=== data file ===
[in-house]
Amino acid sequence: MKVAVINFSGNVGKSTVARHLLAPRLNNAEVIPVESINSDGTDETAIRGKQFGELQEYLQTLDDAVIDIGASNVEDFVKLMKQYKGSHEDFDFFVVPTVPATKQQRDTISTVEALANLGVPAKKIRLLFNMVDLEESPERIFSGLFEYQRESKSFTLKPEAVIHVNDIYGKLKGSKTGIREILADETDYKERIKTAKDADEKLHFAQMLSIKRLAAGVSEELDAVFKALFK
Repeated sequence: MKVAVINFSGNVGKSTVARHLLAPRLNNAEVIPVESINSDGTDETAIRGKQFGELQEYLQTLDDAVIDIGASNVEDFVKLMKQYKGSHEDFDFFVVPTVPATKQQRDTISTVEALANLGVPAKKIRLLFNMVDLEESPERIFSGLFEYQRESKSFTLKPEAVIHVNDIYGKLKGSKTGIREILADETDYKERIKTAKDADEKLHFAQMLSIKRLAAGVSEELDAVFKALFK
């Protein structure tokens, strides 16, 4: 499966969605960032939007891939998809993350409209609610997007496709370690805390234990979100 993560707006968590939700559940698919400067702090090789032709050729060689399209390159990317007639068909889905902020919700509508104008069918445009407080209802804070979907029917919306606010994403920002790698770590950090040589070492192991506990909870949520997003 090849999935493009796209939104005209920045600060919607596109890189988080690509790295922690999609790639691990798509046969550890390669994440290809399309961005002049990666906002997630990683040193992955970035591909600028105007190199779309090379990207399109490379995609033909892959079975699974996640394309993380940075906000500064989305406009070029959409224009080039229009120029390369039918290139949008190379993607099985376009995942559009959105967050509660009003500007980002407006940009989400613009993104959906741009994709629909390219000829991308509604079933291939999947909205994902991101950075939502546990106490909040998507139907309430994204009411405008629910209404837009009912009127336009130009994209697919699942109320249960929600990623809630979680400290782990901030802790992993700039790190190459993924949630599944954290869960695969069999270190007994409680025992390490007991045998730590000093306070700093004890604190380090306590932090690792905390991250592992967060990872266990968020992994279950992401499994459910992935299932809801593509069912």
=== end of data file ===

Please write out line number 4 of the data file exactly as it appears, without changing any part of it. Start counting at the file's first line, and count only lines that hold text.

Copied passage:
């Protein structure tokens, strides 16, 4: 499966969605960032939007891939998809993350409209609610997007496709370690805390234990979100 993560707006968590939700559940698919400067702090090789032709050729060689399209390159990317007639068909889905902020919700509508104008069918445009407080209802804070979907029917919306606010994403920002790698770590950090040589070492192991506990909870949520997003 090849999935493009796209939104005209920045600060919607596109890189988080690509790295922690999609790639691990798509046969550890390669994440290809399309961005002049990666906002997630990683040193992955970035591909600028105007190199779309090379990207399109490379995609033909892959079975699974996640394309993380940075906000500064989305406009070029959409224009080039229009120029390369039918290139949008190379993607099985376009995942559009959105967050509660009003500007980002407006940009989400613009993104959906741009994709629909390219000829991308509604079933291939999947909205994902991101950075939502546990106490909040998507139907309430994204009411405008629910209404837009009912009127336009130009994209697919699942109320249960929600990623809630979680400290782990901030802790992993700039790190190459993924949630599944954290869960695969069999270190007994409680025992390490007991045998730590000093306070700093004890604190380090306590932090690792905390991250592992967060990872266990968020992994279950992401499994459910992935299932809801593509069912």